Advertisement

Conservation Genetics Resources

, Volume 4, Issue 2, pp 423–428 | Cite as

Isolation and characterization of 55 novel microsatellite markers for the pink-footed goose (Anser brachyrhynchus)

  • Kristina Noreikiene
  • Amber G. F. Teacher
  • Jesper Madsen
  • Phillip Gienapp
Technical Note

Abstract

Here we present 55 new microsatellite markers isolated from the pink-footed goose (Anser brachyrhynchus), using next generation sequencing. Of these, 44 markers were found to be polymorphic, and the number of alleles ranged from two to ten with a mean of 4.23 alleles per locus. Mean observed heterozygosity was 0.44, and 33 polymorphic markers were in Hardy–Weinberg equilibrium in our sample population. These newly developed molecular markers could prove to be a useful tool for further studies of pink-footed goose populations.

Keywords

Anser Pink-footed goose Co-dominant markers Microsatellite Next generation sequencing 

Notes

Acknowledgments

We thank Minna Ruokonen (University of Oulu) for extracting the DNA and Marika Karjalainen for help in the laboratory. Permits for catching the birds and DNA sampling were issued from the Governor of Svalbard and the Copenhagen Bird Ringing Centre to JM. This study was founded by a grant from the Academy of Finland to PG (grant no. 1123565).

References

  1. IPCC (2007) Climate change 2007: synthesis report. In: Core Writing Team, Pachauri RK, Reisinger A (eds) Contribution of working groups I, II and III to the 4th assessment report of the intergovernmental panel on climate change. IPCC, GenevaGoogle Scholar
  2. Knudsen E, Lindén A, Both C, Jonzén N, Pulido F, Saino N, Sutherland WJ, Bach LA et al (2011) Challenging claims in the study of migratory birds and climate change. Biol Rev (in press)Google Scholar
  3. Madsen J, Cracknell, G, Fox AD (eds) (1999) Goose populations of the Western Palearctic. A review of status and distribution. Wetlands International Publication No. 48. Wetlands International, Wageningen, The Netherlands. National Environmental Research Institute, Rønde, 344 ppGoogle Scholar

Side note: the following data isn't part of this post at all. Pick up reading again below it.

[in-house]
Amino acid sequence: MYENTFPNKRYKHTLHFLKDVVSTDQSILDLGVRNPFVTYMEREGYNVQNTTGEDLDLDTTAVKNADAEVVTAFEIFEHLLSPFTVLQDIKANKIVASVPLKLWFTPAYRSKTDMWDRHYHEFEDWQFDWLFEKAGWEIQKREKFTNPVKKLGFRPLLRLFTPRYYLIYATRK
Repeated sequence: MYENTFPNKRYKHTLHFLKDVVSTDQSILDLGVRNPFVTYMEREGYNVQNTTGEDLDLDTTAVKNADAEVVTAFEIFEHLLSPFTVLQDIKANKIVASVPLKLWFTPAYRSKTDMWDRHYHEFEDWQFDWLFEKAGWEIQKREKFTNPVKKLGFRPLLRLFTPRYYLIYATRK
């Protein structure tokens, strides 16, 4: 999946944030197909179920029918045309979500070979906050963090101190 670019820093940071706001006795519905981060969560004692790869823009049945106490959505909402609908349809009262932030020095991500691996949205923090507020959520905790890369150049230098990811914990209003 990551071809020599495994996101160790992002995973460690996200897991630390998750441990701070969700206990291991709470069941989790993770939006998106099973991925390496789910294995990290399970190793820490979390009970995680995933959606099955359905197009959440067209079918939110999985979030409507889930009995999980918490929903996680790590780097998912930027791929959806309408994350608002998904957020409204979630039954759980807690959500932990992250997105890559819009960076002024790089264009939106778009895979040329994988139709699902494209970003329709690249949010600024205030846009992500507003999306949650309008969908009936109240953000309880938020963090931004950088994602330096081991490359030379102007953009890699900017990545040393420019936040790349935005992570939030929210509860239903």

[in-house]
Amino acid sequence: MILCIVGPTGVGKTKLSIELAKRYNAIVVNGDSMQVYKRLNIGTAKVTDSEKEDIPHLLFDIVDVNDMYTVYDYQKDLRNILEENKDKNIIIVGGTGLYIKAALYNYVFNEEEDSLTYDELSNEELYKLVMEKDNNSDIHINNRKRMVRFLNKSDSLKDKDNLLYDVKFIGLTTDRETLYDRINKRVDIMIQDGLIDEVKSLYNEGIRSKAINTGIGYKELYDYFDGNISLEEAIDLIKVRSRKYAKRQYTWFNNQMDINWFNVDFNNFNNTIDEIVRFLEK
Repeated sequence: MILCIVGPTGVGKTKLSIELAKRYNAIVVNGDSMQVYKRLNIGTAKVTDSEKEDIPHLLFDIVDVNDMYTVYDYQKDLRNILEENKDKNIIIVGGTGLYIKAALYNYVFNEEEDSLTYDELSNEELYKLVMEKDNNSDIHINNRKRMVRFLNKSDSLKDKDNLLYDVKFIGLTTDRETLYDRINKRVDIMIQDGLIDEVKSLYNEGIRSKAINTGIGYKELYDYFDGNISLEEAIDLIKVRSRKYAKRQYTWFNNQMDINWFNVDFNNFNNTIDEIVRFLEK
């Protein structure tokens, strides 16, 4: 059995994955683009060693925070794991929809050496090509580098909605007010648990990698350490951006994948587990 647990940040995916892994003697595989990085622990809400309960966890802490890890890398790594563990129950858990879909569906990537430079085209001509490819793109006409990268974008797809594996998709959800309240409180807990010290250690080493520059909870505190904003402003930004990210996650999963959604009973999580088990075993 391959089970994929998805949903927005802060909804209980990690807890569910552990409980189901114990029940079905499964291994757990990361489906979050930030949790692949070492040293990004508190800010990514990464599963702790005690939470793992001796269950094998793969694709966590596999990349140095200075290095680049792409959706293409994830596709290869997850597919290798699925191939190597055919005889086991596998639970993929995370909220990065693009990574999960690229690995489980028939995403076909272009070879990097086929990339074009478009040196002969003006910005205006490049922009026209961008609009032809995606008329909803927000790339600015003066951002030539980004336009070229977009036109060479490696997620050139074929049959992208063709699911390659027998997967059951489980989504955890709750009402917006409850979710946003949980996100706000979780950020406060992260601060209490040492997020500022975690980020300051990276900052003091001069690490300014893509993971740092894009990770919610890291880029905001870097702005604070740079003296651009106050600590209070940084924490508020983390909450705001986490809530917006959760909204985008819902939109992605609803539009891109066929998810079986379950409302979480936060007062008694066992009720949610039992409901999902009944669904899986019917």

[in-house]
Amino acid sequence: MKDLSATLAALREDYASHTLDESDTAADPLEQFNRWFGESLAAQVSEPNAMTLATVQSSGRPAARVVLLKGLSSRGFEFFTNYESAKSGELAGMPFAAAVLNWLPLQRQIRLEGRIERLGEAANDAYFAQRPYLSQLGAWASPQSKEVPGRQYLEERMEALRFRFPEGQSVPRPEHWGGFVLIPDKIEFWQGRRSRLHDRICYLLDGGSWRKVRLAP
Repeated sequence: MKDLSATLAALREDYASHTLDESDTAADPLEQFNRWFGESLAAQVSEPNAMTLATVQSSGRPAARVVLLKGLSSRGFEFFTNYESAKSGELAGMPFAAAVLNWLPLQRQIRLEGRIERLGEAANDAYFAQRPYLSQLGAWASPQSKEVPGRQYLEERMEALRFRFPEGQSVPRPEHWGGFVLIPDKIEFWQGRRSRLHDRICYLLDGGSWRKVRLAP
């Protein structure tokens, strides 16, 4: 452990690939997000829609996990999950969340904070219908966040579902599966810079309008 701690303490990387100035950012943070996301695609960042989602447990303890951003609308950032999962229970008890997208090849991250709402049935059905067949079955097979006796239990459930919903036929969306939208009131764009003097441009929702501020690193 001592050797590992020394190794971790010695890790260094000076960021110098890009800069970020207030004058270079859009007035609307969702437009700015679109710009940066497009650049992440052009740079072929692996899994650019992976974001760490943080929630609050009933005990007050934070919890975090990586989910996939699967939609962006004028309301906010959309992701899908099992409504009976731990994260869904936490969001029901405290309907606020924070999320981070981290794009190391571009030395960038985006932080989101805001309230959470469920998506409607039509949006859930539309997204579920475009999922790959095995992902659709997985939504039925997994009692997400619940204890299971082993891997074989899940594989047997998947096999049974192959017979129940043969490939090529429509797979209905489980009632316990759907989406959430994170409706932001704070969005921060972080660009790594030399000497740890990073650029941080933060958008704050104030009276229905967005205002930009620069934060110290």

4. Meglécz E, Costedoat C, Dubut V, Gilles A, Malausa T, Pech N, Martin JF (2010) QDD: a user-friendly program to select microsatellite markers and design primers from large sequencing projects. Bioinformatics 26:403–404PubMedCrossRefGoogle Scholar
  5. Park SDE (2001) Trypanotolerance in West African cattle and the population genetic effects of selection. University of Dublin, DublinGoogle Scholar
  6. Rousset F (2008) Genepop’007: a complete reimplementation of the Genepop software for Windows and Linux. Mol Ecol Res 8:103–106CrossRefGoogle Scholar
  7. Ruokonen M, Aarvak T, Madsen J (2005) Colonization history of the high-arctic pink-footed goose Anser brachyrhynchus. Mol Ecol 14:171–178PubMedCrossRefGoogle Scholar
  8. Taggart JB, Hynes RA, Prodöuhl PA, Ferguson A (1992) A simplified protocol for routine total DNA isolation from salmonid fishes. J Fish Biol 40:963–965CrossRefGoogle Scholar

Copyright information

© Springer Science+Business Media B.V. 2011

Authors and Affiliations

  • Kristina Noreikiene
    • 1
  • Amber G. F. Teacher
    • 1
  • Jesper Madsen
    • 2
  • Phillip Gienapp
    • 1
    • 3
  1. 1.Department of BiosciencesUniversity of HelsinkiHelsinkiFinland
  2. 2.Department of BioscienceUniversity of AarhusRoskildeDenmark
  3. 3.Institute for Evolution and EcologyUniversity of TübingenTübingenGermany

Personalised recommendations